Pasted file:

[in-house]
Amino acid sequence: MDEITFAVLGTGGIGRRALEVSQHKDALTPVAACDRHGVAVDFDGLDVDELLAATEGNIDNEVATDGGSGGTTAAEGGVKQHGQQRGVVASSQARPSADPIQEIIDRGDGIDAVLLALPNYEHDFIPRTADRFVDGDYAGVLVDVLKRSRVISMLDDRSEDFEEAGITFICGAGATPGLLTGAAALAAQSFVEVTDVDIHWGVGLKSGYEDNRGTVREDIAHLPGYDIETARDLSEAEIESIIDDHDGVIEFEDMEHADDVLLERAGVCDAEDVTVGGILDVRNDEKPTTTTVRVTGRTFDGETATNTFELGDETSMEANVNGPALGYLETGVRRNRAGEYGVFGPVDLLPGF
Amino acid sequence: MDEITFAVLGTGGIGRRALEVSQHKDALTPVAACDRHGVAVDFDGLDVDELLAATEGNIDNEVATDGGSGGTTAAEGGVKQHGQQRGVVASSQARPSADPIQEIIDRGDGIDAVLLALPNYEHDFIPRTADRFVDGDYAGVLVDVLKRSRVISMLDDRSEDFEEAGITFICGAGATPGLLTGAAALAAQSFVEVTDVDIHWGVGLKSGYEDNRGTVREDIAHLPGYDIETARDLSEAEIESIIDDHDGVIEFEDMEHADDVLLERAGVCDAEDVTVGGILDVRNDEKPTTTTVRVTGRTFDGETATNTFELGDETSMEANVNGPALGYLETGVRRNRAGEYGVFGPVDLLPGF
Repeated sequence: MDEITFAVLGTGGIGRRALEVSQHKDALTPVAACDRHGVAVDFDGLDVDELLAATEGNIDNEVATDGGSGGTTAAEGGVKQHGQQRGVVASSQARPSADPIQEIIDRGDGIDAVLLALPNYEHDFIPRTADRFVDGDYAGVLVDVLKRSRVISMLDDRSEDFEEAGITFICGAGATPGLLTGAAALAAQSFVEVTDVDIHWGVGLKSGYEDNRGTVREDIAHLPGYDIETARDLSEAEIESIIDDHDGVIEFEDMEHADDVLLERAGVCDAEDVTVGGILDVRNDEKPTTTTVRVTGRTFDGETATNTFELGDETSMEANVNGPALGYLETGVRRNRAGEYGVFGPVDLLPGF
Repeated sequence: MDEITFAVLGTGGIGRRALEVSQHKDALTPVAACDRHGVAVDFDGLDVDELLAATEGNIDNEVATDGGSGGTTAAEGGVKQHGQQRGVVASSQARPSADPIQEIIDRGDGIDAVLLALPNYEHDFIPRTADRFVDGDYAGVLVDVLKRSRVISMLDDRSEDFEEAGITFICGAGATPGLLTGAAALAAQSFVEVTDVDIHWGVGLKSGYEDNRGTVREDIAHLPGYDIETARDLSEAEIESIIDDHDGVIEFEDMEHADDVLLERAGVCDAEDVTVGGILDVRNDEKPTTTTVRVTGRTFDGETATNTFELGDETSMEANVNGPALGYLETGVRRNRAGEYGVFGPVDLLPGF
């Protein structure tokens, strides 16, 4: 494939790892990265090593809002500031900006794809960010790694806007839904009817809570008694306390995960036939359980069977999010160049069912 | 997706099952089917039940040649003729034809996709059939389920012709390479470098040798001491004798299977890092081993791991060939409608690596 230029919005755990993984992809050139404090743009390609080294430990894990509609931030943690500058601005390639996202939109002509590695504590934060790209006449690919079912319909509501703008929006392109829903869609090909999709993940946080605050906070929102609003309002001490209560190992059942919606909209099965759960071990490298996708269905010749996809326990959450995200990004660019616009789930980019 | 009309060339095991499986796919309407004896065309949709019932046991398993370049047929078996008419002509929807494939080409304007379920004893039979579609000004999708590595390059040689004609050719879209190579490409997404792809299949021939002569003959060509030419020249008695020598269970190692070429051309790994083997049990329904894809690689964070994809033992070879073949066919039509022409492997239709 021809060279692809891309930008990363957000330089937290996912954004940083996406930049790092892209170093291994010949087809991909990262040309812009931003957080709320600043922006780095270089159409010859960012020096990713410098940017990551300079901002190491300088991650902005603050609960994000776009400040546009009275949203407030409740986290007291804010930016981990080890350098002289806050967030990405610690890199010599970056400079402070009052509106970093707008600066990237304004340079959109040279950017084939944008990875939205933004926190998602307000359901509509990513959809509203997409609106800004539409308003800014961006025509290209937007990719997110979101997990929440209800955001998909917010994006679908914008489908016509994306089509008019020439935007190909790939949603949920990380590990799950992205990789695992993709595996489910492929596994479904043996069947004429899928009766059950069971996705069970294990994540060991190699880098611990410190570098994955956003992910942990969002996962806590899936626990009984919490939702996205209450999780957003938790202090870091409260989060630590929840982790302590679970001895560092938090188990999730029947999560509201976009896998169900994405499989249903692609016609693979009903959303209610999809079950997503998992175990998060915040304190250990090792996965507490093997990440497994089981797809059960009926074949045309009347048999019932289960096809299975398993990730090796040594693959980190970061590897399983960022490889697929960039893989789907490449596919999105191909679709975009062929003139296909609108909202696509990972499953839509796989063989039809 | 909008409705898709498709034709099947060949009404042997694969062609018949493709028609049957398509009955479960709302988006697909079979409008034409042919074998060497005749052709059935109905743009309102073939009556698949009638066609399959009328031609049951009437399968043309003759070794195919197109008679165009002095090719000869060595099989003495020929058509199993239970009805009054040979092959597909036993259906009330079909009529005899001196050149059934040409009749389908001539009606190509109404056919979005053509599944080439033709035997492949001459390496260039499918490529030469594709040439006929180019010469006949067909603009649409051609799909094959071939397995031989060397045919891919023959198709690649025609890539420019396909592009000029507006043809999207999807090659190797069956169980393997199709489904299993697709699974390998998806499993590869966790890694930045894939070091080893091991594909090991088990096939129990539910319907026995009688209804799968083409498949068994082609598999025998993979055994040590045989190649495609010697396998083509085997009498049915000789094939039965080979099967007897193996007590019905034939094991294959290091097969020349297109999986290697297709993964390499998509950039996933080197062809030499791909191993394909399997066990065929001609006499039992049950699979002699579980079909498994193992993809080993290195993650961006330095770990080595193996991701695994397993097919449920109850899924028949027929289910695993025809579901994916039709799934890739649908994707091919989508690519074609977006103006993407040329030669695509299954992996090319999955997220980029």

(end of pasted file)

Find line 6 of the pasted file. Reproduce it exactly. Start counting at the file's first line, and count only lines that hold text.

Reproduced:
């Protein structure tokens, strides 16, 4: 494939790892990265090593809002500031900006794809960010790694806007839904009817809570008694306390995960036939359980069977999010160049069912 | 997706099952089917039940040649003729034809996709059939389920012709390479470098040798001491004798299977890092081993791991060939409608690596 230029919005755990993984992809050139404090743009390609080294430990894990509609931030943690500058601005390639996202939109002509590695504590934060790209006449690919079912319909509501703008929006392109829903869609090909999709993940946080605050906070929102609003309002001490209560190992059942919606909209099965759960071990490298996708269905010749996809326990959450995200990004660019616009789930980019 | 009309060339095991499986796919309407004896065309949709019932046991398993370049047929078996008419002509929807494939080409304007379920004893039979579609000004999708590595390059040689004609050719879209190579490409997404792809299949021939002569003959060509030419020249008695020598269970190692070429051309790994083997049990329904894809690689964070994809033992070879073949066919039509022409492997239709 021809060279692809891309930008990363957000330089937290996912954004940083996406930049790092892209170093291994010949087809991909990262040309812009931003957080709320600043922006780095270089159409010859960012020096990713410098940017990551300079901002190491300088991650902005603050609960994000776009400040546009009275949203407030409740986290007291804010930016981990080890350098002289806050967030990405610690890199010599970056400079402070009052509106970093707008600066990237304004340079959109040279950017084939944008990875939205933004926190998602307000359901509509990513959809509203997409609106800004539409308003800014961006025509290209937007990719997110979101997990929440209800955001998909917010994006679908914008489908016509994306089509008019020439935007190909790939949603949920990380590990799950992205990789695992993709595996489910492929596994479904043996069947004429899928009766059950069971996705069970294990994540060991190699880098611990410190570098994955956003992910942990969002996962806590899936626990009984919490939702996205209450999780957003938790202090870091409260989060630590929840982790302590679970001895560092938090188990999730029947999560509201976009896998169900994405499989249903692609016609693979009903959303209610999809079950997503998992175990998060915040304190250990090792996965507490093997990440497994089981797809059960009926074949045309009347048999019932289960096809299975398993990730090796040594693959980190970061590897399983960022490889697929960039893989789907490449596919999105191909679709975009062929003139296909609108909202696509990972499953839509796989063989039809 | 909008409705898709498709034709099947060949009404042997694969062609018949493709028609049957398509009955479960709302988006697909079979409008034409042919074998060497005749052709059935109905743009309102073939009556698949009638066609399959009328031609049951009437399968043309003759070794195919197109008679165009002095090719000869060595099989003495020929058509199993239970009805009054040979092959597909036993259906009330079909009529005899001196050149059934040409009749389908001539009606190509109404056919979005053509599944080439033709035997492949001459390496260039499918490529030469594709040439006929180019010469006949067909603009649409051609799909094959071939397995031989060397045919891919023959198709690649025609890539420019396909592009000029507006043809999207999807090659190797069956169980393997199709489904299993697709699974390998998806499993590869966790890694930045894939070091080893091991594909090991088990096939129990539910319907026995009688209804799968083409498949068994082609598999025998993979055994040590045989190649495609010697396998083509085997009498049915000789094939039965080979099967007897193996007590019905034939094991294959290091097969020349297109999986290697297709993964390499998509950039996933080197062809030499791909191993394909399997066990065929001609006499039992049950699979002699579980079909498994193992993809080993290195993650961006330095770990080595193996991701695994397993097919449920109850899924028949027929289910695993025809579901994916039709799934890739649908994707091919989508690519074609977006103006993407040329030669695509299954992996090319999955997220980029």